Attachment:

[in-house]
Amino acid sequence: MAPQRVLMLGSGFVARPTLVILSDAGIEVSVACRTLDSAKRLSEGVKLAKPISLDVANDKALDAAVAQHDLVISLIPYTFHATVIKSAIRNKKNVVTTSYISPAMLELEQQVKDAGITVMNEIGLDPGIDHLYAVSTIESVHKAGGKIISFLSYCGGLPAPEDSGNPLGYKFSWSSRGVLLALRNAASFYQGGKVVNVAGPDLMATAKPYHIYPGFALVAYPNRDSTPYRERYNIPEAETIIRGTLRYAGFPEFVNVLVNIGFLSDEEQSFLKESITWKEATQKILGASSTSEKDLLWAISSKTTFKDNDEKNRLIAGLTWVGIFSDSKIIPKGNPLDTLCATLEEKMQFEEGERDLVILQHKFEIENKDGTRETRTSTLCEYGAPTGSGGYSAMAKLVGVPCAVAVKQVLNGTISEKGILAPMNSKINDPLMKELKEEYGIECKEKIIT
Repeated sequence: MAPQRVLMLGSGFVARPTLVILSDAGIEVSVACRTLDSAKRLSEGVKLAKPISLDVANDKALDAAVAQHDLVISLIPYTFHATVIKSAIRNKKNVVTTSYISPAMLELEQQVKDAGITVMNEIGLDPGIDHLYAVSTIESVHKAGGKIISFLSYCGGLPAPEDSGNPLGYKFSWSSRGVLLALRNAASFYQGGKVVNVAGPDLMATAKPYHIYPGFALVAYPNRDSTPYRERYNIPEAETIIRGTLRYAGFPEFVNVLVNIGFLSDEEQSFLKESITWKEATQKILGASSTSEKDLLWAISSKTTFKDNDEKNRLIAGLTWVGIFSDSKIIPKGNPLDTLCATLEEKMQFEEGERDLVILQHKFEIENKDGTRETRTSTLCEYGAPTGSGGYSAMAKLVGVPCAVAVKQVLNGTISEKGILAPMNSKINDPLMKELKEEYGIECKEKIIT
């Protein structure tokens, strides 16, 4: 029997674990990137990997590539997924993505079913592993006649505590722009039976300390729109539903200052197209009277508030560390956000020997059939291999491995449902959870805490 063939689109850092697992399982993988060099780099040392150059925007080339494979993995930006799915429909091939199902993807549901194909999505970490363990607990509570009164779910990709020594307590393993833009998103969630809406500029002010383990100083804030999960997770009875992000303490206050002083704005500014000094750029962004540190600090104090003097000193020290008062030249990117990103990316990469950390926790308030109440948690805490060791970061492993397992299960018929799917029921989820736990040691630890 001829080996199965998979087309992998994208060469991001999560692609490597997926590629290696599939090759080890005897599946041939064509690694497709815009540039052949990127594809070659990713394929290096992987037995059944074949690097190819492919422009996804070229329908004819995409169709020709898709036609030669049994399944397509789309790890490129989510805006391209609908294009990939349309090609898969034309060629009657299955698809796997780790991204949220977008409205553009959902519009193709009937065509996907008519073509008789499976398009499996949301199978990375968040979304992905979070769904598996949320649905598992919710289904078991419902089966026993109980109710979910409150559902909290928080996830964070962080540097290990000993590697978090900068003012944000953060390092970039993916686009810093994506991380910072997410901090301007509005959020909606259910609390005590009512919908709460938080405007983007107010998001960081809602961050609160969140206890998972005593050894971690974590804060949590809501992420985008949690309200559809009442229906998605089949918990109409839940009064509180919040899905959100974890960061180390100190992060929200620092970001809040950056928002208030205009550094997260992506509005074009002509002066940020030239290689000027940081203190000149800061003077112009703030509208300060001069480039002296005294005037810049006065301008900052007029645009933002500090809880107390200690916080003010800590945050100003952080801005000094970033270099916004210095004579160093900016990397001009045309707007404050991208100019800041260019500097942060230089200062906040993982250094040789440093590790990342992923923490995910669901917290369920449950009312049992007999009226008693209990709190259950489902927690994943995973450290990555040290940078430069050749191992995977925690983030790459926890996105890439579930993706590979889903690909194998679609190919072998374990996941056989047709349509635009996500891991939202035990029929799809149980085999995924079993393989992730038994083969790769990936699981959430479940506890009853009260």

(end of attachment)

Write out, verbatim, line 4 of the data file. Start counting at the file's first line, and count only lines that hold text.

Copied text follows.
């Protein structure tokens, strides 16, 4: 029997674990990137990997590539997924993505079913592993006649505590722009039976300390729109539903200052197209009277508030560390956000020997059939291999491995449902959870805490 063939689109850092697992399982993988060099780099040392150059925007080339494979993995930006799915429909091939199902993807549901194909999505970490363990607990509570009164779910990709020594307590393993833009998103969630809406500029002010383990100083804030999960997770009875992000303490206050002083704005500014000094750029962004540190600090104090003097000193020290008062030249990117990103990316990469950390926790308030109440948690805490060791970061492993397992299960018929799917029921989820736990040691630890 001829080996199965998979087309992998994208060469991001999560692609490597997926590629290696599939090759080890005897599946041939064509690694497709815009540039052949990127594809070659990713394929290096992987037995059944074949690097190819492919422009996804070229329908004819995409169709020709898709036609030669049994399944397509789309790890490129989510805006391209609908294009990939349309090609898969034309060629009657299955698809796997780790991204949220977008409205553009959902519009193709009937065509996907008519073509008789499976398009499996949301199978990375968040979304992905979070769904598996949320649905598992919710289904078991419902089966026993109980109710979910409150559902909290928080996830964070962080540097290990000993590697978090900068003012944000953060390092970039993916686009810093994506991380910072997410901090301007509005959020909606259910609390005590009512919908709460938080405007983007107010998001960081809602961050609160969140206890998972005593050894971690974590804060949590809501992420985008949690309200559809009442229906998605089949918990109409839940009064509180919040899905959100974890960061180390100190992060929200620092970001809040950056928002208030205009550094997260992506509005074009002509002066940020030239290689000027940081203190000149800061003077112009703030509208300060001069480039002296005294005037810049006065301008900052007029645009933002500090809880107390200690916080003010800590945050100003952080801005000094970033270099916004210095004579160093900016990397001009045309707007404050991208100019800041260019500097942060230089200062906040993982250094040789440093590790990342992923923490995910669901917290369920449950009312049992007999009226008693209990709190259950489902927690994943995973450290990555040290940078430069050749191992995977925690983030790459926890996105890439579930993706590979889903690909194998679609190919072998374990996941056989047709349509635009996500891991939202035990029929799809149980085999995924079993393989992730038994083969790769990936699981959430479940506890009853009260």